So much for all the brown tourist signs, “Welcome to Peak Rail” signs, etc. Anyway, the pipe arrived, the sections marked and cut and threaded, and the principle sections were ready for a trial assembly by the time it was too dark to continue. He came back and ordered some pipe nipples off an e-bay supplier. By Friday I agreed to head down to Wansford for him. After I had dropped off the Paxman engine, Dave Hartley had stripped and assessed it, and Andrew had promised to uplift the unwanted bits by the end of Feb, and time was running short. But first Steph and I trundled to the Central Sorting Office to collect a package that couldn’t be delivered while I was away on Tuesday. Don’t you just love those red cards through your door, and now it takes them 3 days to get it back to the collection point whereas it used to take 2!? As Andrew was finishing his secondment over at Longsight, I waited on for the parcels delivery. Posty knocked on our door at 11.00, left me a package (which I knew in an instant wasn’t what Andrew was wanting) but I guessed that if it was coming letterpost Steph would be back long before the next Postman wandered by – sadly she wasn’t, so another bloomin’ red card through the door and Andrew foresees that this last weekend of the month is going to live up to its reputation. As for me, I looked forward to a few minutes chin-wag with Dave Hartley, admiring the newly installed C8SFL in his ex LT Sentinel 0-6-0DH, the merits and de-merits of the new gas oil regulations, all washed down with the unique Wansford tea.
ex London Underground Sentinel, one of 3 they used to run
14 901s leaky cab window and window fixings in general came up in the topic. Dave corrected me – the windows are not fixed, as I thought, by screws through the frames into wooden laths, but 3/16 BSW or 2BA screws tapped into the cab sheet. Which explains why there is nothing remaining of what I thought were wood screws, but is academic as they are equally as immovable as before and must be drilled out. Dave also expounded the theory that BR Stores only ever stocked one window frame as a spare – the “handbrake side” one – and locos suffering such damage on the “cooker side” (I leave the parentheses as 901 has no cooker) received a handbrake side replacement. Thus, he said, cooker side window frames are rare, but then proceeded to find me one stashed in a remote container.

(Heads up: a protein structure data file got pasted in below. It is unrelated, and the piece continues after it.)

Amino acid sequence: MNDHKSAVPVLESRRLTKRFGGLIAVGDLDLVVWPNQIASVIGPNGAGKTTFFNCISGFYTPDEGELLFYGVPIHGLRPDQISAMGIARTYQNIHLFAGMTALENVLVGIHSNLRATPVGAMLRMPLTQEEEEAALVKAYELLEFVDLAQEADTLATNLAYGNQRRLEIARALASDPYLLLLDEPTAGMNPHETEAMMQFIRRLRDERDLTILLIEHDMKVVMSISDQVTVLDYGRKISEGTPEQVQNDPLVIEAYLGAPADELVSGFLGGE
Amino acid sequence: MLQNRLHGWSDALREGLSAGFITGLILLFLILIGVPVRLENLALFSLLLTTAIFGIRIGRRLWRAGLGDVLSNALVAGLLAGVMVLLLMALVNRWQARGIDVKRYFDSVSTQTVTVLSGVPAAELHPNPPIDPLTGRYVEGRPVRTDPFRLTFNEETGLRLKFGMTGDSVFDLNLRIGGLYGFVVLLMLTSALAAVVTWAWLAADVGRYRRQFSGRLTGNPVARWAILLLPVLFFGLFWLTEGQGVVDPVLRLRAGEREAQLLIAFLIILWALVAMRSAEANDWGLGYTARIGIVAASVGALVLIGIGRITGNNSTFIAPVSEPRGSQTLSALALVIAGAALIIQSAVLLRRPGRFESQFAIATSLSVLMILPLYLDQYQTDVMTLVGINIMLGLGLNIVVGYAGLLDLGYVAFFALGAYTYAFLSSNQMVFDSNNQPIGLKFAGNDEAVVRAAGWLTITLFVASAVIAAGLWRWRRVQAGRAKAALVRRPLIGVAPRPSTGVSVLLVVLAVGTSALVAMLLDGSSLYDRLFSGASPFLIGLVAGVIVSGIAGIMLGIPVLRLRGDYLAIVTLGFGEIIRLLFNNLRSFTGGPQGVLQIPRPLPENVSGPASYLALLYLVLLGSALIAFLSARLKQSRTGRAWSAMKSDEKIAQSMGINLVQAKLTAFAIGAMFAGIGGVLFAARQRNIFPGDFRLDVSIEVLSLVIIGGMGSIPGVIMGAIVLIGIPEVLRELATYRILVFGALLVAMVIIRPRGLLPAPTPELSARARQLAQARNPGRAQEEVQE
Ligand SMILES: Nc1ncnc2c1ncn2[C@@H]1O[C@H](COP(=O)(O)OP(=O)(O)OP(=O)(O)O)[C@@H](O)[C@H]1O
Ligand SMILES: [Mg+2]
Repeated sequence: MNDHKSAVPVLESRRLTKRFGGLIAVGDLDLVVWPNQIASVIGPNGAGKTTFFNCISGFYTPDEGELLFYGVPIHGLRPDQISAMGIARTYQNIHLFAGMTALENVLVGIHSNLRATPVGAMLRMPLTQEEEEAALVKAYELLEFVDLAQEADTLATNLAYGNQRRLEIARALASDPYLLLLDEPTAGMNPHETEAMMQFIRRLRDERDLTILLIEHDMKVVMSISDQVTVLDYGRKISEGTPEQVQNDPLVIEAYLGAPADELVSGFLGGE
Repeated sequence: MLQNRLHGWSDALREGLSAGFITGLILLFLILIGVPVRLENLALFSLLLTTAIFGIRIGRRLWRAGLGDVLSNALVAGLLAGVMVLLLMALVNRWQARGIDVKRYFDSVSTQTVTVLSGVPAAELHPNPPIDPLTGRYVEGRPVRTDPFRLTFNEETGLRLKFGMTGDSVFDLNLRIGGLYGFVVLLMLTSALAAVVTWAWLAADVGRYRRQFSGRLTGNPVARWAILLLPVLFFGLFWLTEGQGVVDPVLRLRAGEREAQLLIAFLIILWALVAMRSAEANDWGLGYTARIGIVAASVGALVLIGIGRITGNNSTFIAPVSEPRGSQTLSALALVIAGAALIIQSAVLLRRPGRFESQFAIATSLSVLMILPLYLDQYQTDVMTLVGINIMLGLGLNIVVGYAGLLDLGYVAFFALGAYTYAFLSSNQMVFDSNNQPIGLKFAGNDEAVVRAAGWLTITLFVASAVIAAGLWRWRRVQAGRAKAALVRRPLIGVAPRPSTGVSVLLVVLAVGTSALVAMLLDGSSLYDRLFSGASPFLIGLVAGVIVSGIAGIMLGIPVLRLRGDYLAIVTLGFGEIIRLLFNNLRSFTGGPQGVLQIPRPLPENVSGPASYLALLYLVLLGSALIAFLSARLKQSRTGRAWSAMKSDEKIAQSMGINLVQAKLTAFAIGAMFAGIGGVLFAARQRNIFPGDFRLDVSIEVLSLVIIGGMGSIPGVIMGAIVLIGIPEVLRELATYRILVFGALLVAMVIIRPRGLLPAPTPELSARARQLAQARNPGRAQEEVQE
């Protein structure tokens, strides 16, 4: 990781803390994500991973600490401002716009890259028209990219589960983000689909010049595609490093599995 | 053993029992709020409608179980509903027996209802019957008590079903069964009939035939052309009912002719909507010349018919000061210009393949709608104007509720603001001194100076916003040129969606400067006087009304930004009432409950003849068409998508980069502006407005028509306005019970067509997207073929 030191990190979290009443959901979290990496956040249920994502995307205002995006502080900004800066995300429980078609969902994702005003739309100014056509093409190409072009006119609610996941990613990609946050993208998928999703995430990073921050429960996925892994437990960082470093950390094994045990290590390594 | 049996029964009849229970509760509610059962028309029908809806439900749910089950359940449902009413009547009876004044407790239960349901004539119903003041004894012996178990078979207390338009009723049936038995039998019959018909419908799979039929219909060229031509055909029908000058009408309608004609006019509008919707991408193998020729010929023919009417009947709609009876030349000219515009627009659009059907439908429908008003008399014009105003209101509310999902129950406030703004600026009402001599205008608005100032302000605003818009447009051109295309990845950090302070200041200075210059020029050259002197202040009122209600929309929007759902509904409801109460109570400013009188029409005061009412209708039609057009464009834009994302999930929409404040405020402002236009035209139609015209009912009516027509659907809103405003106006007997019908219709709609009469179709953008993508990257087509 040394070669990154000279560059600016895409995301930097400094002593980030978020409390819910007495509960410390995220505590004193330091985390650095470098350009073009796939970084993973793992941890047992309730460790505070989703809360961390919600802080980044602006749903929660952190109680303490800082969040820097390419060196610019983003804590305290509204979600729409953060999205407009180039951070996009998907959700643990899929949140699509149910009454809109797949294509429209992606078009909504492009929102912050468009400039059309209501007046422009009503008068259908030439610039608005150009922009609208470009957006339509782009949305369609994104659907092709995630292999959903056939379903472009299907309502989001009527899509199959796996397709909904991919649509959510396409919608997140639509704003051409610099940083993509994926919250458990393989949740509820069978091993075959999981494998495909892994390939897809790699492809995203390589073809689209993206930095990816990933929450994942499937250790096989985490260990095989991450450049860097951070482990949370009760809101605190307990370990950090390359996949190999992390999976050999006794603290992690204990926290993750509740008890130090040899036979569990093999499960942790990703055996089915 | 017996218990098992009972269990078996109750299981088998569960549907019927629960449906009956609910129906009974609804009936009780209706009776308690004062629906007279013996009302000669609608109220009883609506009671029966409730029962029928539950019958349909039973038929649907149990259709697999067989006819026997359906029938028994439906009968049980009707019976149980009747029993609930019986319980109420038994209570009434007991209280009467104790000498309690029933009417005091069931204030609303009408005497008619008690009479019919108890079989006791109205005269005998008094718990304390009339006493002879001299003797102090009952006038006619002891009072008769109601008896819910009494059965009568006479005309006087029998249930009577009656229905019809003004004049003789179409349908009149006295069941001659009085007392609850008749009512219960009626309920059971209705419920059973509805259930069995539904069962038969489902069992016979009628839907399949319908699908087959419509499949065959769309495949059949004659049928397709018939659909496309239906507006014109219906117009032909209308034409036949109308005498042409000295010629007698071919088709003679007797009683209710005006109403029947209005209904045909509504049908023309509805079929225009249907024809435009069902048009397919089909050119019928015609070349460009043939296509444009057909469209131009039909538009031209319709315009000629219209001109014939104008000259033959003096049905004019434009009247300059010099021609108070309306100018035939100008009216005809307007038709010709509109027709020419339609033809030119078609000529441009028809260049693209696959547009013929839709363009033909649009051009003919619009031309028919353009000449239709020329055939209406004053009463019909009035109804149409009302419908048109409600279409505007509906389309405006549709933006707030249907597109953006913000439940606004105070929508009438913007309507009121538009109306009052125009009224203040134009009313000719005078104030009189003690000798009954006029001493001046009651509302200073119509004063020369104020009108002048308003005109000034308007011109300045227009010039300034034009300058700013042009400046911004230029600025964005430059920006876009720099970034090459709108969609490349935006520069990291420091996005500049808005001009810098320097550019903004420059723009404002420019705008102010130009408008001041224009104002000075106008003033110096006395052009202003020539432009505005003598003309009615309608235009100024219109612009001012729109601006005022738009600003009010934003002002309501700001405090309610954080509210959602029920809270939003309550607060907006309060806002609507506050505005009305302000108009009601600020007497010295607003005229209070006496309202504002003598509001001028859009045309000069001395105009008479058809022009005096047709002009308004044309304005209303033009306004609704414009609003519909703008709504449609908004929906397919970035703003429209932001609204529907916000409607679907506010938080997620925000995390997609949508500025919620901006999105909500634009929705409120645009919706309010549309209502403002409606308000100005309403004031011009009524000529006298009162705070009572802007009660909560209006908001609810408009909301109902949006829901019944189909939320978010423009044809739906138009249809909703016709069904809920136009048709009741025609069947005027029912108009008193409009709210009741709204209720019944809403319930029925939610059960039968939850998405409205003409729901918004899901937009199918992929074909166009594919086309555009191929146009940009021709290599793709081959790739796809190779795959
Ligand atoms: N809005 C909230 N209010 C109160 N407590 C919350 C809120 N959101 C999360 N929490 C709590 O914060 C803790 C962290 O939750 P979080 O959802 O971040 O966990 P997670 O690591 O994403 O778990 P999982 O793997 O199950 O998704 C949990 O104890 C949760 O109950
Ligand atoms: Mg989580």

As I drove back, Andrew came on delighted to report that a joint bid with the Aln Valley to acquire some MFD jacking equipment had been successful. Plan A for Saturday had been for Andrew to give me a hand on a commercial job for an hour or two, but whereas in my younger years I have been prone to severe but infrequent migraines, nowadays when overly-tired I am more likely to suffer 2 or 3 mild migraines in close succession. So Andrew left me at home to go to Rowsley and continue with work on “Pluto’s” vac pipe. Unfortunately he found himself on arrival accosted and berated by a person over the various outstanding loose parts relative to D9500 and which, as yet, had not been collected and relocated. The details, and whether it was in fact the business of the person who saw fit to involve himself, I shall not go in to, but it did nothing to improve his opinion of this weekend. He did however move a lot of the smaller stuff (which had just been turfed outside) and empty those bits from the van I had brought back on Friday.
So Sunday started where Saturday should have. Though of course, we had to encounter a nice long sit on the M1 as 4 emergency vehicles attended a 2 car prang. Eventually we got to Butterley, fired up a loco and after a few minutes, found smoke emerging from the control cubicle – one small contactor was tired of life. Butterley – or rather Swanwick Junction – has a rather down-at-heel appearance to the punter, and suffers from much vandalism and downright theft. So much so, it seems, that they have been forced to water-cool the burglar alarm…
Won't this indicate a problem on insurance?
We headed back over to Rowsley. Last major items of D9500 to be relocated are the brake rigging crossbeams and pullrods. which have been in outside storage for more years than we know. We slung them in the back of the van, and drove gently up the yard with them stuck out the back. The pullrods found a new home in the empty engine-bay, the crossbeams, being a bloomin sight heavier, were found another location to rest until we are ready for them.
Pull rods take a ride
At last, the possibility of making some positive progress – the new pipes were PTFE’d, the couplings screwed on tight and as the afternoon returned to deluge, we trialled them in place on “Pluto”. It may not look much, but on a Last Weekend in the Month, you welcome any bit you can get.
Finally, the red pipe that marks Progress!